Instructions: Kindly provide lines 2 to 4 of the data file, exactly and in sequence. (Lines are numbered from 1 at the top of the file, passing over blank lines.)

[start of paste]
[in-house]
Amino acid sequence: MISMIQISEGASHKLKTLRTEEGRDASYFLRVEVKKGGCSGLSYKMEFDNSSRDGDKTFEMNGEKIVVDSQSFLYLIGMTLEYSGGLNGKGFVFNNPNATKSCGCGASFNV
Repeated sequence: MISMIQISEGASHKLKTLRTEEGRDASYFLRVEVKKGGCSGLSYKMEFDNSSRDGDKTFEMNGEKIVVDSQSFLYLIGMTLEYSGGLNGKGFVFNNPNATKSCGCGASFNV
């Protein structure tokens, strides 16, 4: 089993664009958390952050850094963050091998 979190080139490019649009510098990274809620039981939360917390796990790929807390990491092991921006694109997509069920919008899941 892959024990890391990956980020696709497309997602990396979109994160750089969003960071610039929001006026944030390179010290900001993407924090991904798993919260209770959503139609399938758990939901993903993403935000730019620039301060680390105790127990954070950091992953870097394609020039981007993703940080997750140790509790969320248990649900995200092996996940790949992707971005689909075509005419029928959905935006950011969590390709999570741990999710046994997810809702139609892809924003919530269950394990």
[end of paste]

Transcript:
Amino acid sequence: MISMIQISEGASHKLKTLRTEEGRDASYFLRVEVKKGGCSGLSYKMEFDNSSRDGDKTFEMNGEKIVVDSQSFLYLIGMTLEYSGGLNGKGFVFNNPNATKSCGCGASFNV
Repeated sequence: MISMIQISEGASHKLKTLRTEEGRDASYFLRVEVKKGGCSGLSYKMEFDNSSRDGDKTFEMNGEKIVVDSQSFLYLIGMTLEYSGGLNGKGFVFNNPNATKSCGCGASFNV
């Protein structure tokens, strides 16, 4: 089993664009958390952050850094963050091998 979190080139490019649009510098990274809620039981939360917390796990790929807390990491092991921006694109997509069920919008899941 892959024990890391990956980020696709497309997602990396979109994160750089969003960071610039929001006026944030390179010290900001993407924090991904798993919260209770959503139609399938758990939901993903993403935000730019620039301060680390105790127990954070950091992953870097394609020039981007993703940080997750140790509790969320248990649900995200092996996940790949992707971005689909075509005419029928959905935006950011969590390709999570741990999710046994997810809702139609892809924003919530269950394990």